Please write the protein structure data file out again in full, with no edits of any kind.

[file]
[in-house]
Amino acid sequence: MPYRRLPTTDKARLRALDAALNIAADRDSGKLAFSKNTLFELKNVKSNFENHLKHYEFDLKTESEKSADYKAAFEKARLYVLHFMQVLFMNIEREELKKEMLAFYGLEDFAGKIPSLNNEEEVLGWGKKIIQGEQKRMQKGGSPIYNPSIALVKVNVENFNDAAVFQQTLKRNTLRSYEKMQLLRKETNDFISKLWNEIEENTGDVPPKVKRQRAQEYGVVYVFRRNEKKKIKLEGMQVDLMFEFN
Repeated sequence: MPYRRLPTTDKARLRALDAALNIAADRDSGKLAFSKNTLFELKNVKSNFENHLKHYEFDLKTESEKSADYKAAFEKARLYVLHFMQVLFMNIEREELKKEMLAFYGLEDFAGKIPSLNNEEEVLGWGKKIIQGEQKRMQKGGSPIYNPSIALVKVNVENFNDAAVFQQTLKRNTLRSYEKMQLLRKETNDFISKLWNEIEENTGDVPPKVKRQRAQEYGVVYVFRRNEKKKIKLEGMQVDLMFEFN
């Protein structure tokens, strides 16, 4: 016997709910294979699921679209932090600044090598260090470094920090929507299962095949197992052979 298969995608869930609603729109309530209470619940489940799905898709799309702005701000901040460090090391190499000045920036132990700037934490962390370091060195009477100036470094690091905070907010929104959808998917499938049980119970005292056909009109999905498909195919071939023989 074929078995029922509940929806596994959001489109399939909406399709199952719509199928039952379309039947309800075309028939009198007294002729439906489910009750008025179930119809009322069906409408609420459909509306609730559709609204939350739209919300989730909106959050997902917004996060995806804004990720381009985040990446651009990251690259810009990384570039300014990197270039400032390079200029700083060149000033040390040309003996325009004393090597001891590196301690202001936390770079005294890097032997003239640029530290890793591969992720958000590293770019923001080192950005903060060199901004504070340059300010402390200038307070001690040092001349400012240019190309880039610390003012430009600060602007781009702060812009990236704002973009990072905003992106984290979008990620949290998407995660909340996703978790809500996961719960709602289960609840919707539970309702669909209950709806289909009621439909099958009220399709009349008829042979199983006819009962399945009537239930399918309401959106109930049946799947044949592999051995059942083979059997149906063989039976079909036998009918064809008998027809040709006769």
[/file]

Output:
[in-house]
Amino acid sequence: MPYRRLPTTDKARLRALDAALNIAADRDSGKLAFSKNTLFELKNVKSNFENHLKHYEFDLKTESEKSADYKAAFEKARLYVLHFMQVLFMNIEREELKKEMLAFYGLEDFAGKIPSLNNEEEVLGWGKKIIQGEQKRMQKGGSPIYNPSIALVKVNVENFNDAAVFQQTLKRNTLRSYEKMQLLRKETNDFISKLWNEIEENTGDVPPKVKRQRAQEYGVVYVFRRNEKKKIKLEGMQVDLMFEFN
Repeated sequence: MPYRRLPTTDKARLRALDAALNIAADRDSGKLAFSKNTLFELKNVKSNFENHLKHYEFDLKTESEKSADYKAAFEKARLYVLHFMQVLFMNIEREELKKEMLAFYGLEDFAGKIPSLNNEEEVLGWGKKIIQGEQKRMQKGGSPIYNPSIALVKVNVENFNDAAVFQQTLKRNTLRSYEKMQLLRKETNDFISKLWNEIEENTGDVPPKVKRQRAQEYGVVYVFRRNEKKKIKLEGMQVDLMFEFN
């Protein structure tokens, strides 16, 4: 016997709910294979699921679209932090600044090598260090470094920090929507299962095949197992052979 298969995608869930609603729109309530209470619940489940799905898709799309702005701000901040460090090391190499000045920036132990700037934490962390370091060195009477100036470094690091905070907010929104959808998917499938049980119970005292056909009109999905498909195919071939023989 074929078995029922509940929806596994959001489109399939909406399709199952719509199928039952379309039947309800075309028939009198007294002729439906489910009750008025179930119809009322069906409408609420459909509306609730559709609204939350739209919300989730909106959050997902917004996060995806804004990720381009985040990446651009990251690259810009990384570039300014990197270039400032390079200029700083060149000033040390040309003996325009004393090597001891590196301690202001936390770079005294890097032997003239640029530290890793591969992720958000590293770019923001080192950005903060060199901004504070340059300010402390200038307070001690040092001349400012240019190309880039610390003012430009600060602007781009702060812009990236704002973009990072905003992106984290979008990620949290998407995660909340996703978790809500996961719960709602289960609840919707539970309702669909209950709806289909009621439909099958009220399709009349008829042979199983006819009962399945009537239930399918309401959106109930049946799947044949592999051995059942083979059997149906063989039976079909036998009918064809008998027809040709006769």